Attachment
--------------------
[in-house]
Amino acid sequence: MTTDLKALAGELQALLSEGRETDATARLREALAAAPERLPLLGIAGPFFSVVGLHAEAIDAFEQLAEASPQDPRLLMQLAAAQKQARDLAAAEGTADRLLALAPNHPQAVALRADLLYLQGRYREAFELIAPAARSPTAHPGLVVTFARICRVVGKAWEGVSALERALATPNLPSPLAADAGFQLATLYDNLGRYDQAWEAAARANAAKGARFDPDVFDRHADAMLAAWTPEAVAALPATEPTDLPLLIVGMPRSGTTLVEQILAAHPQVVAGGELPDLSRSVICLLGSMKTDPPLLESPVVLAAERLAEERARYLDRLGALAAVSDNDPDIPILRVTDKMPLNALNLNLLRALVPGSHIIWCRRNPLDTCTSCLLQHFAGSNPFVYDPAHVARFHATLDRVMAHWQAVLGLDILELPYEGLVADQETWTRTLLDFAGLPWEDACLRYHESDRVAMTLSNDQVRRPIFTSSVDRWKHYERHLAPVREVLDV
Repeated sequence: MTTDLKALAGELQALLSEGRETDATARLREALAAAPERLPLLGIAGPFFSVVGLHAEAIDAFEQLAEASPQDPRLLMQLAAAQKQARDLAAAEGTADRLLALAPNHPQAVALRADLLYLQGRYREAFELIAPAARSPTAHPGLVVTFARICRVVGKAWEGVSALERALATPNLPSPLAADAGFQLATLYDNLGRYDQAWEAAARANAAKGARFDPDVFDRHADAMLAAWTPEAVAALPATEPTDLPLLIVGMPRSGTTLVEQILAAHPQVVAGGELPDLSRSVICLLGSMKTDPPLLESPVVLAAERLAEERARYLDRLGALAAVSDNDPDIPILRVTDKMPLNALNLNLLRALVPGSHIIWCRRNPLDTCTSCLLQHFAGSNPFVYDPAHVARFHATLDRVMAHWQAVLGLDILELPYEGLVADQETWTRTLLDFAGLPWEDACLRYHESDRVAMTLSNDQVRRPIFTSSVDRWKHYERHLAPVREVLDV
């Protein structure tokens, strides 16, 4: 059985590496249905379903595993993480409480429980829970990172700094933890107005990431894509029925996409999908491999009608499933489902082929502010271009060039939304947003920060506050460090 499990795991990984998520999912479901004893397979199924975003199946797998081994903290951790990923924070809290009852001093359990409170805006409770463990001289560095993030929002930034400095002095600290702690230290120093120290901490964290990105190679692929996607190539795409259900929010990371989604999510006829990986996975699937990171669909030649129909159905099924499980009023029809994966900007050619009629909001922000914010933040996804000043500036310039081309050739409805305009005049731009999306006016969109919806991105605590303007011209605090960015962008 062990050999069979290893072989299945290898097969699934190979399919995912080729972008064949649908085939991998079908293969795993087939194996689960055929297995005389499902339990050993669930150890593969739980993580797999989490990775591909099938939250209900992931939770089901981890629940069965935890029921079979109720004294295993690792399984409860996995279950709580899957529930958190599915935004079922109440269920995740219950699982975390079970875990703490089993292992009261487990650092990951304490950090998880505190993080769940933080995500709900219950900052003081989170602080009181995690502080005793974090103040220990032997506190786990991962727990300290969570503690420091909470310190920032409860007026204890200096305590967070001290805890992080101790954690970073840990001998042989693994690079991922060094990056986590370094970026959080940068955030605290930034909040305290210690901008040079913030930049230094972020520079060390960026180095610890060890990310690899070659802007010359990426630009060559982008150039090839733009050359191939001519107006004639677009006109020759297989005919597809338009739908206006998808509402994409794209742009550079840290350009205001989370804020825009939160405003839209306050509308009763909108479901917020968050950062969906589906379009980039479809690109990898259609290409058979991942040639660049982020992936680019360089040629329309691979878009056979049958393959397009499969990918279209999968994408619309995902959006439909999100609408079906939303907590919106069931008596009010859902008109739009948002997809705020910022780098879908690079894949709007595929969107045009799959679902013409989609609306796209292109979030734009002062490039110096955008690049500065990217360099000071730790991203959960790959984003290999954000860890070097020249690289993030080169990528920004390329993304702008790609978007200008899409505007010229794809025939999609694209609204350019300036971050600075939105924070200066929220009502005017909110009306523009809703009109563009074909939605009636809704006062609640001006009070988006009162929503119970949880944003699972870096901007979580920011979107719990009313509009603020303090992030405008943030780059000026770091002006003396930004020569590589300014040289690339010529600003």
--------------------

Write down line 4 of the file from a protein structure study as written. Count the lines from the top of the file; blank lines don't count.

């Protein structure tokens, strides 16, 4: 059985590496249905379903595993993480409480429980829970990172700094933890107005990431894509029925996409999908491999009608499933489902082929502010271009060039939304947003920060506050460090 499990795991990984998520999912479901004893397979199924975003199946797998081994903290951790990923924070809290009852001093359990409170805006409770463990001289560095993030929002930034400095002095600290702690230290120093120290901490964290990105190679692929996607190539795409259900929010990371989604999510006829990986996975699937990171669909030649129909159905099924499980009023029809994966900007050619009629909001922000914010933040996804000043500036310039081309050739409805305009005049731009999306006016969109919806991105605590303007011209605090960015962008 062990050999069979290893072989299945290898097969699934190979399919995912080729972008064949649908085939991998079908293969795993087939194996689960055929297995005389499902339990050993669930150890593969739980993580797999989490990775591909099938939250209900992931939770089901981890629940069965935890029921079979109720004294295993690792399984409860996995279950709580899957529930958190599915935004079922109440269920995740219950699982975390079970875990703490089993292992009261487990650092990951304490950090998880505190993080769940933080995500709900219950900052003081989170602080009181995690502080005793974090103040220990032997506190786990991962727990300290969570503690420091909470310190920032409860007026204890200096305590967070001290805890992080101790954690970073840990001998042989693994690079991922060094990056986590370094970026959080940068955030605290930034909040305290210690901008040079913030930049230094972020520079060390960026180095610890060890990310690899070659802007010359990426630009060559982008150039090839733009050359191939001519107006004639677009006109020759297989005919597809338009739908206006998808509402994409794209742009550079840290350009205001989370804020825009939160405003839209306050509308009763909108479901917020968050950062969906589906379009980039479809690109990898259609290409058979991942040639660049982020992936680019360089040629329309691979878009056979049958393959397009499969990918279209999968994408619309995902959006439909999100609408079906939303907590919106069931008596009010859902008109739009948002997809705020910022780098879908690079894949709007595929969107045009799959679902013409989609609306796209292109979030734009002062490039110096955008690049500065990217360099000071730790991203959960790959984003290999954000860890070097020249690289993030080169990528920004390329993304702008790609978007200008899409505007010229794809025939999609694209609204350019300036971050600075939105924070200066929220009502005017909110009306523009809703009109563009074909939605009636809704006062609640001006009070988006009162929503119970949880944003699972870096901007979580920011979107719990009313509009603020303090992030405008943030780059000026770091002006003396930004020569590589300014040289690339010529600003």